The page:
Director George Clooney's coming-of-age drama is conventional but Ben Affleck shines on the sidelines.

The Tender Bar


Ben Affleck is just the right amount of relaxed in The Tender Bar, a big deal for him, like watching a unicorn trot into the room. Over the years, he's been a Batman who was too dour, a rom-com lead who was too uptight, or a savior of the world in movies like Armageddon and The Sum of All Fears for which he was too glib. Meanwhile, the looming distraction of his private life (so many furious-looking Starbucks runs) didn't help.

But in director George Clooney's easygoing drama, based on J. R. Moehringer's 2005 memoir about becoming a journalist (he'd eventually win a Pulitzer for it), Affleck is just a guy who owns a bar. It's the early 1970s on Long Island, which means being cool meant tooling around in a Cadillac convertible. Affleck's Uncle Charlie definitely does that; mainly, though, he's content to stand behind the handsome wooden bar of his Manhasset joint, the Dickens, kibbitzing with customers: an affable, beer-slinging anchor amid pinwheeling lives.

As you can probably guess, any character called Uncle Charlie isn't going to be the main one. That's a shame in this case: The Tender Bar concerns itself with the trajectory of young J.R., first as a lonely 11-year-old (Daniel Ranieri) relocating with his broke, divorced mom (Lily Rabe) to her family home, then as a collegian and young man (Tye Sheridan) making his way in the wilds of professional writing. The beards and sweaters change over the years but the path will be familiar to anyone who's seen Almost Famous and recalls Philip Seymour Hoffman's cranky, avuncular Lester Bangs, a mentor who's immediately more captivating than anyone else on screen.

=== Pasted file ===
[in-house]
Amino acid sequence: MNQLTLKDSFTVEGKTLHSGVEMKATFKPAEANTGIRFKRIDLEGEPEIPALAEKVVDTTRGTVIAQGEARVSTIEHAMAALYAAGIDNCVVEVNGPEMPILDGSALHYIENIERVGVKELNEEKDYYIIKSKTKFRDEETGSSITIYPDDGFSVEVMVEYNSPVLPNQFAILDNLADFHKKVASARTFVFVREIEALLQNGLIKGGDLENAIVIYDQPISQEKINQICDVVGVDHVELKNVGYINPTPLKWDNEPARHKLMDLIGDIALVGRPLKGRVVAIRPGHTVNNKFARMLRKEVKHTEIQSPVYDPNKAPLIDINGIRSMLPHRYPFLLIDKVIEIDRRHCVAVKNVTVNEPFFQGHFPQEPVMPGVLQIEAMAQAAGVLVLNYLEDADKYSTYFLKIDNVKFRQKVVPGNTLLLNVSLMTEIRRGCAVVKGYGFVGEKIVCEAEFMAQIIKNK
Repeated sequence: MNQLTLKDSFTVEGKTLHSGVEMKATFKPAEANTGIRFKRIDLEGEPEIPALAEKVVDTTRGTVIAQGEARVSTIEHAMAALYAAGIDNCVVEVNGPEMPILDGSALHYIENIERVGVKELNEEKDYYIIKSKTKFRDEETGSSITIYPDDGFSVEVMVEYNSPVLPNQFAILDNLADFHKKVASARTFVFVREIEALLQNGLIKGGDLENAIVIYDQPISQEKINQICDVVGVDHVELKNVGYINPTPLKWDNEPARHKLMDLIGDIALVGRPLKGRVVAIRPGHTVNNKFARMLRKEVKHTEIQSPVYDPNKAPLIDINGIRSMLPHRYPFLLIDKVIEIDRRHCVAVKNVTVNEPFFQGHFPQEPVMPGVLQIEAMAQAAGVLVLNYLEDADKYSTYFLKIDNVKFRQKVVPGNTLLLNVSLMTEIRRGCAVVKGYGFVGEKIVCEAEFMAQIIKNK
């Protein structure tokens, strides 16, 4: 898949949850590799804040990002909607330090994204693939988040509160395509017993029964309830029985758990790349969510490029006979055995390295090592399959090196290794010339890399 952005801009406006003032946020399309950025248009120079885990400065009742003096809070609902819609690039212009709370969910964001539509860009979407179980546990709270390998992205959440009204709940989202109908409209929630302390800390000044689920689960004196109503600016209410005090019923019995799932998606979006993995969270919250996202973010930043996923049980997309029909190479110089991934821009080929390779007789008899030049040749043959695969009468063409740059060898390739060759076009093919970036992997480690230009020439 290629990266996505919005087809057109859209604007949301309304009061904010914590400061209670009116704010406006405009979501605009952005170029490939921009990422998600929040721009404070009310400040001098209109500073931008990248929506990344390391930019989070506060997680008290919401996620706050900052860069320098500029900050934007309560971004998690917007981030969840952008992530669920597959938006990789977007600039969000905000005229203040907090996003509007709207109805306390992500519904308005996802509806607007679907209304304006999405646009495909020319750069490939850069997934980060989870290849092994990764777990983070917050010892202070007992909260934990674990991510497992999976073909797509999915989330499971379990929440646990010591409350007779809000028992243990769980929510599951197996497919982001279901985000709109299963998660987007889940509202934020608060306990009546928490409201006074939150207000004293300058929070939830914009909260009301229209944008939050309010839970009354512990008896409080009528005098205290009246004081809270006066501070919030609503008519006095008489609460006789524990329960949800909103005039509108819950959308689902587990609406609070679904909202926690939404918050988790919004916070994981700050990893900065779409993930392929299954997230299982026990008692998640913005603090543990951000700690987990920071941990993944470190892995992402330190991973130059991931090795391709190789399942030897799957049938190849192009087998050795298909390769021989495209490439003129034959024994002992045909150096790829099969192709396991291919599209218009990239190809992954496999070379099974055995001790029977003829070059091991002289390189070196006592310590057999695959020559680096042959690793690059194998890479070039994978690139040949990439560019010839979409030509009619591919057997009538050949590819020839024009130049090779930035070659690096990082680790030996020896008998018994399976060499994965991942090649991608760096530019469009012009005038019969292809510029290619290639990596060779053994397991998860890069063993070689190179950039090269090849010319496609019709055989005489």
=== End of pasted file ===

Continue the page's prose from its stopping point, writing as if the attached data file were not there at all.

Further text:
You can learn a lot in a bar, especially if you commit to being an observer. When The Tender Bar is content to be that movie, it glints beautifully. The walls are booklined: Charlie is no lunkhead but an avid reader. He's got pearls of wisdom small and large for J.D. — an informal education in the "male sciences," he calls it — and Affleck is so loosely charming, you sense J.D. is gaining something more than life lessons, but an awareness of how precious it is to have a true character in your life, an oddball who takes an interest in you. These scenes are infinitely better than the climactic ones, bland and long telegraphed: encounters with a girlfriend's snobby parents, or the re-emergence of the film's one bad guy, true to form.

Clooney, a steady hand, should have called for a script polish. (The adapting screenwriter, The Departed's William Monahan, is best during his one-on-ones.) Affleck and Clooney make sense as collaborators; both of them became directors to get out of the way of their public images. Hopefully, the next time they decide to work together, they'll lean even further into the intimacies of a setting like the Dickens, a universe unto itself. B-

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